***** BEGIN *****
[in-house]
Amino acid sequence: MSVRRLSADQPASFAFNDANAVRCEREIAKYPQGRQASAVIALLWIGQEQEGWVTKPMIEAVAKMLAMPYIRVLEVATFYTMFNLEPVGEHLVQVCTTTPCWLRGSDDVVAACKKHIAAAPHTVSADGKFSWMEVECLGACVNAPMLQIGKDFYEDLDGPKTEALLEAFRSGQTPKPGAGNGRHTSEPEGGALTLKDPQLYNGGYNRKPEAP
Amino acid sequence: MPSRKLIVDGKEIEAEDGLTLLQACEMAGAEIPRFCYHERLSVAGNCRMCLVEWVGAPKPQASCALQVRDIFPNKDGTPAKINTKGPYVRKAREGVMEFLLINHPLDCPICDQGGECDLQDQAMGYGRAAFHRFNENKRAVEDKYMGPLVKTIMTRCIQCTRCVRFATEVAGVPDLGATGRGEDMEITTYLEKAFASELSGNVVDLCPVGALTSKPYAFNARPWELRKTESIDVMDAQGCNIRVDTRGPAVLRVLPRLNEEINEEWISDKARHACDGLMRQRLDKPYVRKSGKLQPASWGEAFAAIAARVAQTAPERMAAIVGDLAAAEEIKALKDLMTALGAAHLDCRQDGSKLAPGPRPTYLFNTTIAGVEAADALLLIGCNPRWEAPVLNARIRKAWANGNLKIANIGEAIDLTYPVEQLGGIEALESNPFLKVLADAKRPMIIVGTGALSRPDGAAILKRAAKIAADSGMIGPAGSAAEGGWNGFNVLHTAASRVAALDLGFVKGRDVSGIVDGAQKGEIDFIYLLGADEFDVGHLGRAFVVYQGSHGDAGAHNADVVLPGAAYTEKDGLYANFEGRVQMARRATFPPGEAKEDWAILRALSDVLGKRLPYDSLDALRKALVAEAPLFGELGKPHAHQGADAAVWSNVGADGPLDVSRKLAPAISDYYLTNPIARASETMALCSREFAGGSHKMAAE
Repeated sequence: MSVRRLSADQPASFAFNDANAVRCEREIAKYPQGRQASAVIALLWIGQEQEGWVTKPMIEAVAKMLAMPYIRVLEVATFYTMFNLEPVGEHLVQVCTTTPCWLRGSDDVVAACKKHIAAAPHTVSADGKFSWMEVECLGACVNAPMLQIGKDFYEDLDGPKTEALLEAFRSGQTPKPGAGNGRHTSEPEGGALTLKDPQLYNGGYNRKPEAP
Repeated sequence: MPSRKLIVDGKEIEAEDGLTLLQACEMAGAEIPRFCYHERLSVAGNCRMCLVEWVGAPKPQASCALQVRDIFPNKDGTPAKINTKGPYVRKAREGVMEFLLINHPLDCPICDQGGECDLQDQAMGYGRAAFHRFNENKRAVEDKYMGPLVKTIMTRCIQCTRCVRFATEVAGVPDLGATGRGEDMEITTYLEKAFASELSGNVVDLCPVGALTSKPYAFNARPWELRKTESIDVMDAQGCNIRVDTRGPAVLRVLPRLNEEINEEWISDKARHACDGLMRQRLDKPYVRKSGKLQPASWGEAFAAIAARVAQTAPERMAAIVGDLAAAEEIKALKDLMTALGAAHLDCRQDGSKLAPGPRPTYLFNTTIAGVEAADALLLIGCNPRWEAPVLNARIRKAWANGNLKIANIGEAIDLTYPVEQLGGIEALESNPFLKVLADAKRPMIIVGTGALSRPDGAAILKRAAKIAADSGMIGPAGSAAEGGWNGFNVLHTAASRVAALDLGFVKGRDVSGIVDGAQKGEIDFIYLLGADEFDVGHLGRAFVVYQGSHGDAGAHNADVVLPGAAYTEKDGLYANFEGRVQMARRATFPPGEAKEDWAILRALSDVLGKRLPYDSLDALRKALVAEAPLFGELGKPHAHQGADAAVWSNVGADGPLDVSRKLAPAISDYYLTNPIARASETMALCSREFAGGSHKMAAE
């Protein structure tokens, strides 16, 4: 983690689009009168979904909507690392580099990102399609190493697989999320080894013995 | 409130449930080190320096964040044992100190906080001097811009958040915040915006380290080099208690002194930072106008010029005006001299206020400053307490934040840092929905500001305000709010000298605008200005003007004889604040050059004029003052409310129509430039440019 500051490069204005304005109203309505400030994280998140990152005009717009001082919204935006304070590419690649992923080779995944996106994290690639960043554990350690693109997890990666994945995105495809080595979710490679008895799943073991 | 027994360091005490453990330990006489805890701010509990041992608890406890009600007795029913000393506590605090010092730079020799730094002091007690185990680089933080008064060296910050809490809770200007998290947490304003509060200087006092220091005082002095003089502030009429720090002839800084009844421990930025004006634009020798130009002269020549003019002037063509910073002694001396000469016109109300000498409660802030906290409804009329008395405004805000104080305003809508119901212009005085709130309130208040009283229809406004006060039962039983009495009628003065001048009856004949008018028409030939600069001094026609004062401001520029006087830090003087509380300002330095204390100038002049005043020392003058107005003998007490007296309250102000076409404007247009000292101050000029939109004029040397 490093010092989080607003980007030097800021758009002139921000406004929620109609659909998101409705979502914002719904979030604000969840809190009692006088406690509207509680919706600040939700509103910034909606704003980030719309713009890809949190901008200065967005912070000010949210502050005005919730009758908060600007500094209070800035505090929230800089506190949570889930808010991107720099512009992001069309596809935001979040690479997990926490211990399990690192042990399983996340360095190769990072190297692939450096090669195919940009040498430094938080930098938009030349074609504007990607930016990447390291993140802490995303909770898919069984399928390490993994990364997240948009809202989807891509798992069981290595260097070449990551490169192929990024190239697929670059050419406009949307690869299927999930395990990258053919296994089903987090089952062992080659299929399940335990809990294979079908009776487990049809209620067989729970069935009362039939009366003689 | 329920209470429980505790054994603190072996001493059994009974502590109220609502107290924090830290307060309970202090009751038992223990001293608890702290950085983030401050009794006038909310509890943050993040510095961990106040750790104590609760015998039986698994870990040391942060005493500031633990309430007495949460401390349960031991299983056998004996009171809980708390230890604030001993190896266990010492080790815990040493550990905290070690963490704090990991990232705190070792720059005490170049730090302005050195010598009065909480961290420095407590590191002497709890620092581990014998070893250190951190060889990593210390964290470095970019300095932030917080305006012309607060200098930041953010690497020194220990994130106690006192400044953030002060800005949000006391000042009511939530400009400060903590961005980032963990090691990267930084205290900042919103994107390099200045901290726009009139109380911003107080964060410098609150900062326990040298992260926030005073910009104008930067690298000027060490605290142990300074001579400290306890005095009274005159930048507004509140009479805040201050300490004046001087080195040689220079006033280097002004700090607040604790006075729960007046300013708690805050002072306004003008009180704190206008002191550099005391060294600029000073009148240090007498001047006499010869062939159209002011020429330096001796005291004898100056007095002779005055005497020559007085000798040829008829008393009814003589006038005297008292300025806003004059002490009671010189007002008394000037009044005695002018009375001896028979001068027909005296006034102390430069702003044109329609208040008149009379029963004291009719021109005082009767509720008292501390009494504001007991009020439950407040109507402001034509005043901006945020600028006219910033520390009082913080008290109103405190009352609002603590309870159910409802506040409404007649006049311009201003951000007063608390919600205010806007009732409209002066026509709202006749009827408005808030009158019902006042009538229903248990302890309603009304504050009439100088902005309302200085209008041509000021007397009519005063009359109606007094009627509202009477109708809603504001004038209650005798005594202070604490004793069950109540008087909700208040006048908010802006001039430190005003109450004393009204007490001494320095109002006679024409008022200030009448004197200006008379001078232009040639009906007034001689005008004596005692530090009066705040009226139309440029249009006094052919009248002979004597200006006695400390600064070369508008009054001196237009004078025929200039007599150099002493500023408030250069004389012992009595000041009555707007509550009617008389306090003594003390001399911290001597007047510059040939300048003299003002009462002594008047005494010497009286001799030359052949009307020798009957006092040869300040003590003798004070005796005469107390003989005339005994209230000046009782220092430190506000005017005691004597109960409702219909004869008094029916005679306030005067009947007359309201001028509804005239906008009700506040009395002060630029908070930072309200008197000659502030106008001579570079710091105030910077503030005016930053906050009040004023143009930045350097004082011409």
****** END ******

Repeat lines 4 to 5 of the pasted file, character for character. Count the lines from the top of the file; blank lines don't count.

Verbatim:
Repeated sequence: MSVRRLSADQPASFAFNDANAVRCEREIAKYPQGRQASAVIALLWIGQEQEGWVTKPMIEAVAKMLAMPYIRVLEVATFYTMFNLEPVGEHLVQVCTTTPCWLRGSDDVVAACKKHIAAAPHTVSADGKFSWMEVECLGACVNAPMLQIGKDFYEDLDGPKTEALLEAFRSGQTPKPGAGNGRHTSEPEGGALTLKDPQLYNGGYNRKPEAP
Repeated sequence: MPSRKLIVDGKEIEAEDGLTLLQACEMAGAEIPRFCYHERLSVAGNCRMCLVEWVGAPKPQASCALQVRDIFPNKDGTPAKINTKGPYVRKAREGVMEFLLINHPLDCPICDQGGECDLQDQAMGYGRAAFHRFNENKRAVEDKYMGPLVKTIMTRCIQCTRCVRFATEVAGVPDLGATGRGEDMEITTYLEKAFASELSGNVVDLCPVGALTSKPYAFNARPWELRKTESIDVMDAQGCNIRVDTRGPAVLRVLPRLNEEINEEWISDKARHACDGLMRQRLDKPYVRKSGKLQPASWGEAFAAIAARVAQTAPERMAAIVGDLAAAEEIKALKDLMTALGAAHLDCRQDGSKLAPGPRPTYLFNTTIAGVEAADALLLIGCNPRWEAPVLNARIRKAWANGNLKIANIGEAIDLTYPVEQLGGIEALESNPFLKVLADAKRPMIIVGTGALSRPDGAAILKRAAKIAADSGMIGPAGSAAEGGWNGFNVLHTAASRVAALDLGFVKGRDVSGIVDGAQKGEIDFIYLLGADEFDVGHLGRAFVVYQGSHGDAGAHNADVVLPGAAYTEKDGLYANFEGRVQMARRATFPPGEAKEDWAILRALSDVLGKRLPYDSLDALRKALVAEAPLFGELGKPHAHQGADAAVWSNVGADGPLDVSRKLAPAISDYYLTNPIARASETMALCSREFAGGSHKMAAE